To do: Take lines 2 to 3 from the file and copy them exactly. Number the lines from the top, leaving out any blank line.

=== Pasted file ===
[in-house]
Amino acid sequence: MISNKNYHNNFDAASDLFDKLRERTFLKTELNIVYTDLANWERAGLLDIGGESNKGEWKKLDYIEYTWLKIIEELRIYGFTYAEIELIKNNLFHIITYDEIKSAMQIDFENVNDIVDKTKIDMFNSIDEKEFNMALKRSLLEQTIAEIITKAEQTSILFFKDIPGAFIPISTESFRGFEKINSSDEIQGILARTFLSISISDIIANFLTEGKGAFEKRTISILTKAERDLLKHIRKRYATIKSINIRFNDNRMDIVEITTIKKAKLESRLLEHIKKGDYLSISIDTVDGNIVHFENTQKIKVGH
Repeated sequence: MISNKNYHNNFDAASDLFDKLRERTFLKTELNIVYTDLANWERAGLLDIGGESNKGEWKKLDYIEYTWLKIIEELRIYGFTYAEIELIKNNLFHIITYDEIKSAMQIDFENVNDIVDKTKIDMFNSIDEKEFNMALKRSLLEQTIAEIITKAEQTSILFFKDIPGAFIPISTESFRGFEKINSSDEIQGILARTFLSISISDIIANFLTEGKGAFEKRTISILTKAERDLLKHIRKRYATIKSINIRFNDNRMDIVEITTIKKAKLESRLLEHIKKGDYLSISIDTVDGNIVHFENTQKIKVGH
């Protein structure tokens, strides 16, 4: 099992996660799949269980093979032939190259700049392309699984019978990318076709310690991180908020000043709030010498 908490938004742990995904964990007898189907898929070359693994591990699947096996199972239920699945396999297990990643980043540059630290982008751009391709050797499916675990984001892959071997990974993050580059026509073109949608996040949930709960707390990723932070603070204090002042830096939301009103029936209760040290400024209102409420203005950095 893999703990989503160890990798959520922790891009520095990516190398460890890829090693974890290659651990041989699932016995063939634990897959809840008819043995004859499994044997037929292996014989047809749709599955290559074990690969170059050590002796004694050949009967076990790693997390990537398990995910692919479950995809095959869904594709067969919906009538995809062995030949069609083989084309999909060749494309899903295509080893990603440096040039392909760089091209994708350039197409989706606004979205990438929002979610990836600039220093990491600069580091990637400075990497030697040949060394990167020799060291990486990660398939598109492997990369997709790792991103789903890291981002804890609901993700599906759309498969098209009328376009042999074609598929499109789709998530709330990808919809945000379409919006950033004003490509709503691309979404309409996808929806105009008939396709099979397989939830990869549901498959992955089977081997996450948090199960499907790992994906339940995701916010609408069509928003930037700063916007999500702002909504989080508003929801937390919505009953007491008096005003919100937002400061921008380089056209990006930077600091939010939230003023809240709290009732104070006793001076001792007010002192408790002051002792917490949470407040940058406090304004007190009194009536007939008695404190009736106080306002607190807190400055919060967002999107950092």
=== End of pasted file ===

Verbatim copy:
Amino acid sequence: MISNKNYHNNFDAASDLFDKLRERTFLKTELNIVYTDLANWERAGLLDIGGESNKGEWKKLDYIEYTWLKIIEELRIYGFTYAEIELIKNNLFHIITYDEIKSAMQIDFENVNDIVDKTKIDMFNSIDEKEFNMALKRSLLEQTIAEIITKAEQTSILFFKDIPGAFIPISTESFRGFEKINSSDEIQGILARTFLSISISDIIANFLTEGKGAFEKRTISILTKAERDLLKHIRKRYATIKSINIRFNDNRMDIVEITTIKKAKLESRLLEHIKKGDYLSISIDTVDGNIVHFENTQKIKVGH
Repeated sequence: MISNKNYHNNFDAASDLFDKLRERTFLKTELNIVYTDLANWERAGLLDIGGESNKGEWKKLDYIEYTWLKIIEELRIYGFTYAEIELIKNNLFHIITYDEIKSAMQIDFENVNDIVDKTKIDMFNSIDEKEFNMALKRSLLEQTIAEIITKAEQTSILFFKDIPGAFIPISTESFRGFEKINSSDEIQGILARTFLSISISDIIANFLTEGKGAFEKRTISILTKAERDLLKHIRKRYATIKSINIRFNDNRMDIVEITTIKKAKLESRLLEHIKKGDYLSISIDTVDGNIVHFENTQKIKVGH